Astartling statement on Netaji’s Russian connection was made by the Congress MP Satya Narayan Sinha before the Khosla Commission in 1970. He said that Netaji was in the Soviet prison in Yakutsk in Siberia. He said that in 1954 he was informed about this by Kozlov, a Soviet agent. Kozlov never testified before any Commission of inquiry and as such, Sinha’s statement was treated as hearsay. Nevertheless, it triggered speculation that Bose had perished under unbearable conditions of the Siberian jail or that he was executed by Stalin’s order. Such speculation surfaced once again when an affidavit of 2003, submitted to the Mukherjee Commission, claimed that E N Komorov, Senior Research Professor, Institute of Oriental Studies, Moscow, had said, “Let us take it this way. He [Netaji] was here and he died here.”
The Mukherjee Commission visited the Russian Federation in 2005 and examined Komorov. He denied having ever made any such statement. The Commission examined other Russian witnesses too, pursuant to the statements of the deponent who submitted the affidavit of 2003. Among them, examination of Raikov is particularly noteworthy. This is because it exposes the enormity of the falsehood propagated. Referring to the deponent’s statement on oath, the Commission asked Raikov whether he was appointed by the Russian government to deal with matters concerning Subhas Chandra Bose. Raikov’s answer was ‘no’. He was then asked, in reference to the same statement, whether he had access to the classified documents in the archives of Federal Security Bureau and Military Armed Forces of Russian Federation. He said: “It is absolutely absurd”.
The Commission asked if he had ever suggested that materials on Bose would be available in the archives of Omsk. Again, the answer was an emphatic ‘no’. There is also the story of a toplevel meeting on Bose in Soviet Russia allegedly told by Alexandr Kolesnikov, Former Assistant Chief of Staff of the Joint Armed Forces of the Warsaw Pact Countries. Mr Kolesnikov is said to have collected information from the Soviet military intelligence organisation [GRU] about a file which allegedly disclosed that in October 1946, Stalin, Molotov, Vyshinsky and Yaakov Malik were discussing in a meeting the decision to be taken about Bose. This is a classic example of hearsay. Has anyone ever heard Mr Kolesnikov quoting any file No. Besides, a question will always be asked as to why Mr Kolesnikov did not appear before the Mukherjee Commission to testify to this precious ‘information’. The excuse shown for his absence from the Commission’s hearing in Moscow is not convincing especially in view of the importance of the issue.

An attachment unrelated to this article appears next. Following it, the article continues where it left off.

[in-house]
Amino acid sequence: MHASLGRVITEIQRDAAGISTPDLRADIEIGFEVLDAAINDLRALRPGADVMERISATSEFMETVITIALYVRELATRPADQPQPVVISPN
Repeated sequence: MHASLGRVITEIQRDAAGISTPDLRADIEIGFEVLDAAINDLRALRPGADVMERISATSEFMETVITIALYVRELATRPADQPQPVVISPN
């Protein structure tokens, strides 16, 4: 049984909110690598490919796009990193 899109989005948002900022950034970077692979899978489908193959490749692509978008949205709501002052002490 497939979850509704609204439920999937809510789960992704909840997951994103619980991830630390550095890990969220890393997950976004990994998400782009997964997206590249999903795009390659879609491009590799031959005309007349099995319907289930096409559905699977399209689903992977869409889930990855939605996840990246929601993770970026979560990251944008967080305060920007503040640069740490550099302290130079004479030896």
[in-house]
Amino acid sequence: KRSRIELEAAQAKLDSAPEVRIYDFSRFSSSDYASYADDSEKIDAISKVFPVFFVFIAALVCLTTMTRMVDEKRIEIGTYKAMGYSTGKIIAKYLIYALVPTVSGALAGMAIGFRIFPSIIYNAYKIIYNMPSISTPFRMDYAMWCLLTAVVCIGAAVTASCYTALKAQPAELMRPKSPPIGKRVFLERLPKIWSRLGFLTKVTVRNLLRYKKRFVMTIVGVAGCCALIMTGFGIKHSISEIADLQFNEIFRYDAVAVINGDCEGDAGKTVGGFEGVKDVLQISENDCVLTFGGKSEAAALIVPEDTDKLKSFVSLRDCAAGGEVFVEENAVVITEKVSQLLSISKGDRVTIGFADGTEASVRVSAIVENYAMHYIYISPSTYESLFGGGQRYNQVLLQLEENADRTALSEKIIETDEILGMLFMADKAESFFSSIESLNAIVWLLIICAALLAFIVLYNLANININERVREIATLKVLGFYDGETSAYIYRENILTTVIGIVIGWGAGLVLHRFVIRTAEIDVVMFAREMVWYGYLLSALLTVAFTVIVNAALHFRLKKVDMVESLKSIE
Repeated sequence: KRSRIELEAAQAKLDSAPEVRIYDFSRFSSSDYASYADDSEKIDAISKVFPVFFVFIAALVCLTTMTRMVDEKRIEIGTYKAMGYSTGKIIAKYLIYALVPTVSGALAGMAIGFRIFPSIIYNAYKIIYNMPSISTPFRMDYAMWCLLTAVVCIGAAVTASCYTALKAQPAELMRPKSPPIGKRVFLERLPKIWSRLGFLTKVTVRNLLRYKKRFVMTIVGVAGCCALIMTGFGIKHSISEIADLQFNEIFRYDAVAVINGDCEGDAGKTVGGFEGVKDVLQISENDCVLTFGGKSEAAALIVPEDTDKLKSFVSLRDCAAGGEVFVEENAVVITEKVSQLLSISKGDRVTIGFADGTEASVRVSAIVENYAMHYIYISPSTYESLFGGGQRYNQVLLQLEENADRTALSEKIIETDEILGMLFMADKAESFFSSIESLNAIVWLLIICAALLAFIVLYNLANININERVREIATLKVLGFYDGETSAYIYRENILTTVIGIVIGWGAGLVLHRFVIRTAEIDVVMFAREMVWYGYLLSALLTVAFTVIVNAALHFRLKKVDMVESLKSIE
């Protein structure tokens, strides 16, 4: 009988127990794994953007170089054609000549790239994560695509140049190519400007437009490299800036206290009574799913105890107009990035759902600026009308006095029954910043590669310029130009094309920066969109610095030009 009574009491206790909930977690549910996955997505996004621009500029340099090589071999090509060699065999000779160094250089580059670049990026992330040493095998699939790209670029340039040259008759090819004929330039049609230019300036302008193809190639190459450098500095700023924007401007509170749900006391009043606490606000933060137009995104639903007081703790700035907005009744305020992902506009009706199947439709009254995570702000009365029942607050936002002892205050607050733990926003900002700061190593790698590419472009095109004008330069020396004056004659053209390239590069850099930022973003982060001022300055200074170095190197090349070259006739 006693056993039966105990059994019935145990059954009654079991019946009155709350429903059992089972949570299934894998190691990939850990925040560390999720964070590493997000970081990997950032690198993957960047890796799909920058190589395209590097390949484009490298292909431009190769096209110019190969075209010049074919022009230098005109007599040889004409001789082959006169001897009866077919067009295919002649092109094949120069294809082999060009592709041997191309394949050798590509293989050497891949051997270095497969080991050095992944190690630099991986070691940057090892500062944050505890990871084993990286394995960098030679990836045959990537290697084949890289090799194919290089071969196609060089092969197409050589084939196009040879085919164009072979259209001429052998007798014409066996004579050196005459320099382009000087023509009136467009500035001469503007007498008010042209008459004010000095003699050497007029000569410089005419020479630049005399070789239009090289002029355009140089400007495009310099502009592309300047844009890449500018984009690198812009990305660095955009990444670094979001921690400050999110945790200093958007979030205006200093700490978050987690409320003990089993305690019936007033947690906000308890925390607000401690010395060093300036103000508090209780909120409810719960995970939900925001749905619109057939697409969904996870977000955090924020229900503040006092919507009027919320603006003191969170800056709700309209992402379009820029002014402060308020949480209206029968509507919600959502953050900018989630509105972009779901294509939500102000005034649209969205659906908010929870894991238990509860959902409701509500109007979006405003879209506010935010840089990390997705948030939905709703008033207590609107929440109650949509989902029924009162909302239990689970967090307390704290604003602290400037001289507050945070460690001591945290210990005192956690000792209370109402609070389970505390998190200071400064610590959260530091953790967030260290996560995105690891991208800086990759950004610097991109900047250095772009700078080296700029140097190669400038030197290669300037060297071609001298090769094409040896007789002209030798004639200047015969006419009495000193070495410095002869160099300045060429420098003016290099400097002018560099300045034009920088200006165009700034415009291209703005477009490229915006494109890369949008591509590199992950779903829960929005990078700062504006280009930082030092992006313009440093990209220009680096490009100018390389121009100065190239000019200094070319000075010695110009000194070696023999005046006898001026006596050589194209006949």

This counterfactual greatly influenced those who were overawed by the name and designation of the storyteller. Meanwhile, another story has been doing the rounds for some time that the Provisional Government of Azad Hind had an embassy at Omsk in Siberia and Bose was received there by one Kato Kochu. An interrogation report of Hachia, the Japanese envoy to the Provisional Govt. of Azad Hind, is often cited to make this story look authentic. A close examination of this report will reveal how it has been distorted to spread a false narrative. The interrogation report of Hachia Toruo, the Japanese envoy, says, “Source [Hachia] arrived in Rangoon in March ’45 without any credentials … BOSE stated that there would be NO official business until source’s credentials arrived…” “Source [Hachia] states that the Japanese Government did not appear to be in the habit of issuing credentials to its ambassadors to provisional governments; an ambassador by the name of Kato Kochu was sent without credentials to the Provisional Government of OMSK in Siberia.” Provisional Govt. of OMSK is shown as Provisional Govt. of Azad Hind at OMSK.
The Japanese ambassador Kato Kochu is also sometimes referred to as Netaji’s emissary to OMSK. The actual content of Hachia’s interrogation report is rarely brought into the public domain. In a desperate attempt to establish, without any documentary evidence, that Bose was killed in Russia, an analogy of the fate of Swedish diplomat Raoul Wallenberg is frequently drawn. Wallenberg, who saved thousands of Jews in Hungary from the Nazis, was abducted by the Soviet Army, and later killed in the Soviet prison. There are witnesses’ accounts and intelligence reports of Bose’s plan to visit Russia, his visit to Russia and his existence there in 1946. These records never said that he died a natural death in a Siberian jail or was executed by Stalin’s order. Wallenberg, on the other hand, did not voluntarily leave for the Soviet Union.
He was abducted by the Red Army. The joint investigations of Russian and Swedish authorities found evidence that Wallenberg had been executed in the Soviet prison. Not a shred of evidence has been produced in respect of Bose’s alleged death in Russia. The dissimilarities are too glaring to be ignored. In the name of evidence on Bose’s end in Russia, a fiction, therefore, has been dished out. Some loved it as they could not accept the possibility of his return to India from the ‘omnipotent’ Soviet Russia. Death in Russia also seemed much more glamorous than his return. The so called ‘death brigade’ successfully played on this psyche by circulating one fable after another. They should be stopped here and now.